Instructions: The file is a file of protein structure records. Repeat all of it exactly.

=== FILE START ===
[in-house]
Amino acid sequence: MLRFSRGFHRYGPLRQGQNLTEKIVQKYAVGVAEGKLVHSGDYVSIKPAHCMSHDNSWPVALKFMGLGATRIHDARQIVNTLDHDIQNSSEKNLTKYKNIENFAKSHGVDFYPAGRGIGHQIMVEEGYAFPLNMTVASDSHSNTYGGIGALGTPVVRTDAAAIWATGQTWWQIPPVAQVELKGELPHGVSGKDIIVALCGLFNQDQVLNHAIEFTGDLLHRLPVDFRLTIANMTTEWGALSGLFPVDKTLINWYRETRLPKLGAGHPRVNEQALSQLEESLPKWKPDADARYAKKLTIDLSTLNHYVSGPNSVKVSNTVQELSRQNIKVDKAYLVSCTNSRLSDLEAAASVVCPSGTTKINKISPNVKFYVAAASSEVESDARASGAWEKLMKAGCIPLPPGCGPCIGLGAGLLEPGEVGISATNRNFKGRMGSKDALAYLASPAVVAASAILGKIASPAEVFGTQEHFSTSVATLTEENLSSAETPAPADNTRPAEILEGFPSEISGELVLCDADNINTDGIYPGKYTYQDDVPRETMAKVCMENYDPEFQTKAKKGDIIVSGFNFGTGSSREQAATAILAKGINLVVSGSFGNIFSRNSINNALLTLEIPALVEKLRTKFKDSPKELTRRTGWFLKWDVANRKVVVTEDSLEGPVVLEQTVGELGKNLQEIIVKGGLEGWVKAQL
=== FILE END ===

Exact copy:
[in-house]
Amino acid sequence: MLRFSRGFHRYGPLRQGQNLTEKIVQKYAVGVAEGKLVHSGDYVSIKPAHCMSHDNSWPVALKFMGLGATRIHDARQIVNTLDHDIQNSSEKNLTKYKNIENFAKSHGVDFYPAGRGIGHQIMVEEGYAFPLNMTVASDSHSNTYGGIGALGTPVVRTDAAAIWATGQTWWQIPPVAQVELKGELPHGVSGKDIIVALCGLFNQDQVLNHAIEFTGDLLHRLPVDFRLTIANMTTEWGALSGLFPVDKTLINWYRETRLPKLGAGHPRVNEQALSQLEESLPKWKPDADARYAKKLTIDLSTLNHYVSGPNSVKVSNTVQELSRQNIKVDKAYLVSCTNSRLSDLEAAASVVCPSGTTKINKISPNVKFYVAAASSEVESDARASGAWEKLMKAGCIPLPPGCGPCIGLGAGLLEPGEVGISATNRNFKGRMGSKDALAYLASPAVVAASAILGKIASPAEVFGTQEHFSTSVATLTEENLSSAETPAPADNTRPAEILEGFPSEISGELVLCDADNINTDGIYPGKYTYQDDVPRETMAKVCMENYDPEFQTKAKKGDIIVSGFNFGTGSSREQAATAILAKGINLVVSGSFGNIFSRNSINNALLTLEIPALVEKLRTKFKDSPKELTRRTGWFLKWDVANRKVVVTEDSLEGPVVLEQTVGELGKNLQEIIVKGGLEGWVKAQL